What makes matters worse is that during the past few months there have been rumors, which are turning to be less of rumors and more of a certainty as the months pass, that our company could soon be bought over, and I will likely lose my job. Being pregnant, it is not going to be easy for me to go find another job immediately. While I think we can handle the dramatic change from double-income-no-kids to single-income-new-baby without going financially downhill again, I would feel a lot more comfortable if we can do it without the added stress of carrying debt. So a couple of months back, when I received the stocks for the past 6 months of investment into the employee stock purchase plan, I sold them for an immediate 15% profit, withdrew almost all the money from our emergency savings and plonked all that money on the cashiers desk to payoff our car loan. Even though depleting the cash reserves was scary, the thrill of being debt-free again (apart from mortgage, which we are continuing to pay off aggressively) is exhilarating!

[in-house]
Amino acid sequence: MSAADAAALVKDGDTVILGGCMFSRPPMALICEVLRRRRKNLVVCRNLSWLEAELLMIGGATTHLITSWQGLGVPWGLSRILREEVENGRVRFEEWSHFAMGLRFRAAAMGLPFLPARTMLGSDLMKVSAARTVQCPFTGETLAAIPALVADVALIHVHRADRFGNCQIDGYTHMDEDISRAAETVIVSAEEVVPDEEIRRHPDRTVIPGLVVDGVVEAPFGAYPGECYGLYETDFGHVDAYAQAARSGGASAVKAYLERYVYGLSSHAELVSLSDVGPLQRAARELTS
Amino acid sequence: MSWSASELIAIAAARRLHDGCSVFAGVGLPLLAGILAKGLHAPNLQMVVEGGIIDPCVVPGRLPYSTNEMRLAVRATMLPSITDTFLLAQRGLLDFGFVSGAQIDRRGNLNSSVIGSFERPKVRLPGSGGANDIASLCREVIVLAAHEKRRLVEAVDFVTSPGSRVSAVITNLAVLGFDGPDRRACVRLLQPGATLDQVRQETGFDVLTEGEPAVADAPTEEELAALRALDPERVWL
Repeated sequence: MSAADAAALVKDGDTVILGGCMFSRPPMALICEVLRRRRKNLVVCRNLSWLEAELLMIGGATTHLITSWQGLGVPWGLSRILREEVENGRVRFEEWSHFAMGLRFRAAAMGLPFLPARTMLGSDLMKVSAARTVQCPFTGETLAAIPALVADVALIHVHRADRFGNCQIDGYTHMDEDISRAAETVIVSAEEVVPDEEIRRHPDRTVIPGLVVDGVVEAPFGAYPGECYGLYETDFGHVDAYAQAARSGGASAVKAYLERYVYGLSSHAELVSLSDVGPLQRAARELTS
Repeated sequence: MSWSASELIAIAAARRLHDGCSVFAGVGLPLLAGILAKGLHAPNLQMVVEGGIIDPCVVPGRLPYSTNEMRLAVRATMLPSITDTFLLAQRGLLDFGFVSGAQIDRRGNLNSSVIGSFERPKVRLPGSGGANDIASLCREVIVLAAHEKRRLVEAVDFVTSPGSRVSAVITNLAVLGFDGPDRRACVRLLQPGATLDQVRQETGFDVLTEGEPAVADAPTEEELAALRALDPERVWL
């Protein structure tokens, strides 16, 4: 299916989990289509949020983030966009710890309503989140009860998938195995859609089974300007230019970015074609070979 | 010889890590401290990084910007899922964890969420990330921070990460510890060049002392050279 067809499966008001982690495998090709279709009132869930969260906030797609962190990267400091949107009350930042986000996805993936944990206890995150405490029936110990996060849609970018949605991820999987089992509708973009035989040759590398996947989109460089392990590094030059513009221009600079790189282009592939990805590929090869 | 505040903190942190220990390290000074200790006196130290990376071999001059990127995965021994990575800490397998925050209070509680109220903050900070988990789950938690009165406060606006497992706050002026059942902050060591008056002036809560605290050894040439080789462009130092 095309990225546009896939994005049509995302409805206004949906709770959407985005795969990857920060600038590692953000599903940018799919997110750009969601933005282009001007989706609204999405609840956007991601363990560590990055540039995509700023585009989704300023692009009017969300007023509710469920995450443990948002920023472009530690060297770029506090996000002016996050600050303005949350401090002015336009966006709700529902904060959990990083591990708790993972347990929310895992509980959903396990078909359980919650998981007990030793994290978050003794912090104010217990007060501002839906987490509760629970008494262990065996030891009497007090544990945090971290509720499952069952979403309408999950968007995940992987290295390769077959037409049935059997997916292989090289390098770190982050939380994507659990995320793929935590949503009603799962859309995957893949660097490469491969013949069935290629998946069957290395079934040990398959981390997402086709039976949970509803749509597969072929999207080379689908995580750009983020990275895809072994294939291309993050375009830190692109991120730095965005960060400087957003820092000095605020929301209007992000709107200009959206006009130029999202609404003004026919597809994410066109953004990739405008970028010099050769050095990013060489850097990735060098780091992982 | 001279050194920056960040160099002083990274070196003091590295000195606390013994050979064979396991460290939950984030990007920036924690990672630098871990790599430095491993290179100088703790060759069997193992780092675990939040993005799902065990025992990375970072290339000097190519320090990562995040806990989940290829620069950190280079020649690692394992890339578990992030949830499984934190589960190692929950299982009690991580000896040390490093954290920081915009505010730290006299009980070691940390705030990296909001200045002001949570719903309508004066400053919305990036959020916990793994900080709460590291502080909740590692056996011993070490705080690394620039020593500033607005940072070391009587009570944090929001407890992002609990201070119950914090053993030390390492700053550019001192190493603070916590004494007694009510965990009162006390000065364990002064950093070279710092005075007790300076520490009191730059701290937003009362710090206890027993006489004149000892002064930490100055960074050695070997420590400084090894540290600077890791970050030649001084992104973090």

The plan for surviving emergencies

We did not take the decision to wipe out our emergency savings lightly (nor do I think anyone should, no matter how much of a staunch supporter of the pay debt first ideology they are). Here is our reasoning which is very specific to our situation.

Daily expenses on job loss